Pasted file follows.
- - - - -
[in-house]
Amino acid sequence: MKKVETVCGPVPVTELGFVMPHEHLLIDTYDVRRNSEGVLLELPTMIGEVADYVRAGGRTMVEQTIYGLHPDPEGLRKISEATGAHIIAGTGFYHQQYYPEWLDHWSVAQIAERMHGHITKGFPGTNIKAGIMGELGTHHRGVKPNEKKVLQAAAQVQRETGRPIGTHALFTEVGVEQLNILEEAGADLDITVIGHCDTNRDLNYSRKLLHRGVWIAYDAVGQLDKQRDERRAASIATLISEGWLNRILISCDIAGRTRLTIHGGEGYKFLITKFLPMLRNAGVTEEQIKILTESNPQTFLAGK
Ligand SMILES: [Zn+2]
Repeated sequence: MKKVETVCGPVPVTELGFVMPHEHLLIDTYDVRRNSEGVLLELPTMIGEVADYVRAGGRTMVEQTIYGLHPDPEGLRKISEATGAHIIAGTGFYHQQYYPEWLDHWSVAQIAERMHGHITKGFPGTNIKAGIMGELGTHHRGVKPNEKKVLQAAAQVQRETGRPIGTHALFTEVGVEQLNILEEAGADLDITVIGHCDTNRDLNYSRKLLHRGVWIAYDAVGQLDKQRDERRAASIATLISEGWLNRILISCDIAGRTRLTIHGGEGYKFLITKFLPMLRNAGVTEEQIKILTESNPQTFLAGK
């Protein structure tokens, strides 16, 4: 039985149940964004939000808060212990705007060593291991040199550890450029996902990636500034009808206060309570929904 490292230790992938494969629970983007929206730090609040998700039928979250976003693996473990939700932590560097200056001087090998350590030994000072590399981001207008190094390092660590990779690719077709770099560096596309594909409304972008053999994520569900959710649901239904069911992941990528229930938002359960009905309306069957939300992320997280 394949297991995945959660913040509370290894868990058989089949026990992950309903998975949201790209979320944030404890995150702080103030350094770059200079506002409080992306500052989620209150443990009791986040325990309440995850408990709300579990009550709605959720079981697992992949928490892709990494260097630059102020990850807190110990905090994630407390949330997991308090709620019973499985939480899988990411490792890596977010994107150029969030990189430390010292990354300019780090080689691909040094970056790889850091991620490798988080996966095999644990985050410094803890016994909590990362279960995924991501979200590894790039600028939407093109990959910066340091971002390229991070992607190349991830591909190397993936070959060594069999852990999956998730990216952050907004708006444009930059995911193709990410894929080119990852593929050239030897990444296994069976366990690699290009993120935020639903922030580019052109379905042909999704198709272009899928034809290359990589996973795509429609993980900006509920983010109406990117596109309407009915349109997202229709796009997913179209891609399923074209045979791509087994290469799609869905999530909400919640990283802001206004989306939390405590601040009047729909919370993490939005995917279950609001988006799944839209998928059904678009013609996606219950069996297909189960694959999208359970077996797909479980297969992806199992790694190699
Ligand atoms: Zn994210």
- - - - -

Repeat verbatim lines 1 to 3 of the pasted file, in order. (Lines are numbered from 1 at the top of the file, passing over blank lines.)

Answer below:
[in-house]
Amino acid sequence: MKKVETVCGPVPVTELGFVMPHEHLLIDTYDVRRNSEGVLLELPTMIGEVADYVRAGGRTMVEQTIYGLHPDPEGLRKISEATGAHIIAGTGFYHQQYYPEWLDHWSVAQIAERMHGHITKGFPGTNIKAGIMGELGTHHRGVKPNEKKVLQAAAQVQRETGRPIGTHALFTEVGVEQLNILEEAGADLDITVIGHCDTNRDLNYSRKLLHRGVWIAYDAVGQLDKQRDERRAASIATLISEGWLNRILISCDIAGRTRLTIHGGEGYKFLITKFLPMLRNAGVTEEQIKILTESNPQTFLAGK
Ligand SMILES: [Zn+2]